On Monday, my colleague Rupal Parekh published a terrific piece titled "The Seven Stages of Committing a Social-Media Sin," in which she examined the aftermath of the Kenneth Cole #Cairo tweet controversy. "Each time a brand experiences a social-media blunder," she wrote, "the event blows up and moves through the seven stages" -- as listed in her piece -- "faster and faster before the whole thing vanishes in a puff of smoke." The bad-buzz cycle is shrinking in part because we're all deeply distracted and always ready to move onto the next meme.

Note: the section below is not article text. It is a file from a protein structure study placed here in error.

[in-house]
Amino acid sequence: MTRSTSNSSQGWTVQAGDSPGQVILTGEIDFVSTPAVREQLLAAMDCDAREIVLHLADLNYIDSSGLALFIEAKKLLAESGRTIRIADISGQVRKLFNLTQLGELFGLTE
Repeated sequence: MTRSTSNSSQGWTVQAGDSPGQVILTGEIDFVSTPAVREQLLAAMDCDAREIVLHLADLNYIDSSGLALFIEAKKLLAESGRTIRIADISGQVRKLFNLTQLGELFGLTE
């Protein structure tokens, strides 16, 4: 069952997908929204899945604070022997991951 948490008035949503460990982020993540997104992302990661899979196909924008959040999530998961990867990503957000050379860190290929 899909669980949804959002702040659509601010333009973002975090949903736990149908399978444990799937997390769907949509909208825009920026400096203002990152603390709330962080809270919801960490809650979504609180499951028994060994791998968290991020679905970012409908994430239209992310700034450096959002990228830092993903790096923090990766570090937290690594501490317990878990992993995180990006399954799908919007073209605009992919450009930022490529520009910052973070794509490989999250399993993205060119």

But what about the positive-buzz cycle? You may vaguely recall that about a month ago -- a zillion years ago in Twitter Time -- everyone suddenly seemed to be talking about the prospects of Quora, a Q&A site with a trendy social-media component that's made it catnip to the Silicon Valley nerd set and the VCs who love them. It launched in private beta in December 2009 and over the past year attracted some high-profile fans, including tech blogger Robert "Scobleizer" Scoble, who praised it in December -- and then suddenly reconsidered, trashing it in late January.